Jul 10, 2018

The Second Catch

Tips and tactics for humane netting and release of trophy fish

By Dan Gropengiser

When considering how much time musky anglers put into chasing the trophy of a lifetime, one of the most important aspects of landing the fish is never discussed until it’s too late and your shot at holding the fish is nothing but a hard-learned lesson. Many of us fish with multiple partners during the season that share the same passion for chasing musky. Taking time to go over layout of your net, release tools and protective gloves will go a long way once you put the hooks home on your trophy.

 

Practice

Musky fishing gives us just a scant amount of chances per outing to net fish compared to other species. I begin my open water season walleye fishing and use that period to get back into the swing of things netting fish. It may be a smaller net and smaller targets, but practicing getting the head in first will pay off when musky season opens.

Even when decent-sized pike are feeding on jig and minnow combos, practice will help you and your partner knock the dust off from a long winter. Clear versus dark water will offer a different view as to where the fish is in the water column coming to the boat. Look for the angle of the line and the leader as the fish comes to the boat and begins to surface. Smallies are another great fish to practice sliding the net under due to their ability to fight hard and dig deep once they come close to the boat.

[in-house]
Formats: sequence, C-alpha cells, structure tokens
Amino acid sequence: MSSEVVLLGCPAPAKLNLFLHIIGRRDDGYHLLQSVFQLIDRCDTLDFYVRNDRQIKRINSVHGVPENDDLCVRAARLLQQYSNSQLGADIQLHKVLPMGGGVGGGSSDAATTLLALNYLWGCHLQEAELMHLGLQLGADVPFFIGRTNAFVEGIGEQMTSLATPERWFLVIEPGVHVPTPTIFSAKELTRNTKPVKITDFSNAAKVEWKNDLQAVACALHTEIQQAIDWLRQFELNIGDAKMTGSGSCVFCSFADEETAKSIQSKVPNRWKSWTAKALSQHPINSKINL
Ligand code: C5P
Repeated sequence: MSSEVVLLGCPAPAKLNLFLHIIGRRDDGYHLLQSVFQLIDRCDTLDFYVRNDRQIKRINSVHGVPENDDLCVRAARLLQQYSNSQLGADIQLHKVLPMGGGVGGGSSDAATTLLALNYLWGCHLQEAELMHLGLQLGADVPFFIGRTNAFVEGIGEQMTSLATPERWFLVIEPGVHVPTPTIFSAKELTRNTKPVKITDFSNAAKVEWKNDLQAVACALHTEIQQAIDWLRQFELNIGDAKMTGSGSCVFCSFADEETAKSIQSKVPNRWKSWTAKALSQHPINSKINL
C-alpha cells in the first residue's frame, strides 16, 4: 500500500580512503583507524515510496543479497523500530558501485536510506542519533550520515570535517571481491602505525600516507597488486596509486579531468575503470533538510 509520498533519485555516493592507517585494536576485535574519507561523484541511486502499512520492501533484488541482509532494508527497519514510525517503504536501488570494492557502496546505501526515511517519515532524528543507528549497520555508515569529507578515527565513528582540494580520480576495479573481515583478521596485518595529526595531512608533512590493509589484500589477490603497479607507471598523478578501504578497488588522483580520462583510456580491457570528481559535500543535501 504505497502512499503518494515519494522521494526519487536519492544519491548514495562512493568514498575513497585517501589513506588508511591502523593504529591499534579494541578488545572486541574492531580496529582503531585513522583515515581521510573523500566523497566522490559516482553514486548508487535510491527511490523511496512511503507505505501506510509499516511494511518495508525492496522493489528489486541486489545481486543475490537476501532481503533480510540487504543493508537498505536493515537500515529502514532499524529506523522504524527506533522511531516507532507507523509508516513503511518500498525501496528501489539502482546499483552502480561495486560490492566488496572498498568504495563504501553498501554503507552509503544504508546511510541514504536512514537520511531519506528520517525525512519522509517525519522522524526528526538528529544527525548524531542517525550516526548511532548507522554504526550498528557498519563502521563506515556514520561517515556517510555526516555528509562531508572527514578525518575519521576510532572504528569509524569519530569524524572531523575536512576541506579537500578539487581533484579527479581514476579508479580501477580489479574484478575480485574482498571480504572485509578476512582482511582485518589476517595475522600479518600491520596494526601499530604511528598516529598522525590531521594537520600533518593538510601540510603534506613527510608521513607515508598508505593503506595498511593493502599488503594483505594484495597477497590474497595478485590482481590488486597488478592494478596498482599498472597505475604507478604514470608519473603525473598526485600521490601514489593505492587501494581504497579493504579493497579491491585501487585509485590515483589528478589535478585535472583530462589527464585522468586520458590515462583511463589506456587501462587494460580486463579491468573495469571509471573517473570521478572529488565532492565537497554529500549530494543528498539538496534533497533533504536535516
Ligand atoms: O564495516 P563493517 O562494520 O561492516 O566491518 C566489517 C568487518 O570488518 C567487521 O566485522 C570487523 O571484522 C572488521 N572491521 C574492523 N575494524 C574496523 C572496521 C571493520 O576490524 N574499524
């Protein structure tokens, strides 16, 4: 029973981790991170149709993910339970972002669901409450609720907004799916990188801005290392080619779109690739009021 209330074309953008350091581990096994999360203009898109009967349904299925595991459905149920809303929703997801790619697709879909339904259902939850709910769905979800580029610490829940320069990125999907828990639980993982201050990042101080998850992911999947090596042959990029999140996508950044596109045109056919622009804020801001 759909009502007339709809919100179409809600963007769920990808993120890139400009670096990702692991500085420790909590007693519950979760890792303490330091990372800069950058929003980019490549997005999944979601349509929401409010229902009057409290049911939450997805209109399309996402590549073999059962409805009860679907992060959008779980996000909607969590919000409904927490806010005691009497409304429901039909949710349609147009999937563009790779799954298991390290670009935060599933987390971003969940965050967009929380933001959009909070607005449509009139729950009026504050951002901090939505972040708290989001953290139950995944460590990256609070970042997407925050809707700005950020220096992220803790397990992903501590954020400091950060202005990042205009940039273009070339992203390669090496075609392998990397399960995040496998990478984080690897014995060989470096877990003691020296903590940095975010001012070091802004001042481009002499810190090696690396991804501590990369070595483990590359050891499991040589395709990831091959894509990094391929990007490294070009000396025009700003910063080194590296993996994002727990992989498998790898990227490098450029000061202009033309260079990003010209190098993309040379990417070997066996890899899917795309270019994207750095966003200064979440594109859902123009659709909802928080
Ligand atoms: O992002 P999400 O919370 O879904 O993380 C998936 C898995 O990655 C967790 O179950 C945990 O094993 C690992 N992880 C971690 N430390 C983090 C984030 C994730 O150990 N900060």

Layout and game plan

Whether fishing alone or with a partner, make preparations before you get on the water as to where the net will be placed and ease of access of release tools. Make sure the net isn’t buried next to seat adjusters or rods that have baits on them. Nothing is worse than reaching for the net and the outer edge of the bag getting hooked by either reel handles or baits and trying to free them while your partner is waiting for you.

Keep your decks clean and free from baits laying in the corners that could get stepped on or kneeled on while netting. We are all guilty of changing baits out as the day progresses, just randomly laying them down and not putting them back where they came from. I use a pedestal Just Encase box at the front of my boat which also holds my Musky Armor gloves, release tools and hook cutters on the sides. Tools include long-handled needle-nose pliers, Baker hook out tool and a pair of Knipex cutters. Many times fish will end up with multiple hooks in them, and with these three tools you’ll be able to free them in the net quickly.

When it comes to cutting hooks on fish I tend to cut as many as possible to speed things up – remember to get the cut pieces out of the fish to prevent infection. I keep a box of multiple sizes of shanks and gaps in a storage compartment, and I keep a set of split-ring pliers to detach and reattach hooks. You can quickly replace hooks and have them sharpened in minutes flat on a hot bait.

 

The hook up

You and your partner have fished a couple of good spots and have seen some decent followers during the day. You both decide to go back on the biggest fish during a major period.

After setting the boat down and getting close to the best area, your partner gets slammed on a bomb cast, similar to what you had also just cast. The first thing you should do is get your bait into the boat as fast as possible and out of the way.